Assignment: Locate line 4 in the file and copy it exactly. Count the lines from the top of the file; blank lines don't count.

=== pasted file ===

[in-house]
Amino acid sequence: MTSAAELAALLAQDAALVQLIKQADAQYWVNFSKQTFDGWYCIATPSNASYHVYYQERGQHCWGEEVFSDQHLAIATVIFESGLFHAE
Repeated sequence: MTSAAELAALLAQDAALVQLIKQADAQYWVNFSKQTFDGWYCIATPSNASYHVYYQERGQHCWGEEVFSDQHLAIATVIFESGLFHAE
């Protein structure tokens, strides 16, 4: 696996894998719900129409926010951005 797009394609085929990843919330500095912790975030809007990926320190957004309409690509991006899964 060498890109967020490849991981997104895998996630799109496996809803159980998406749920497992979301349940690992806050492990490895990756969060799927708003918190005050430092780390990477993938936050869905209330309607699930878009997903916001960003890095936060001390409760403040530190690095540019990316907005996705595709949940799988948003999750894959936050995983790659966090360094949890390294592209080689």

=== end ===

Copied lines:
């Protein structure tokens, strides 16, 4: 696996894998719900129409926010951005 797009394609085929990843919330500095912790975030809007990926320190957004309409690509991006899964 060498890109967020490849991981997104895998996630799109496996809803159980998406749920497992979301349940690992806050492990490895990756969060799927708003918190005050430092780390990477993938936050869905209330309607699930878009997903916001960003890095936060001390409760403040530190690095540019990316907005996705595709949940799988948003999750894959936050995983790659966090360094949890390294592209080689």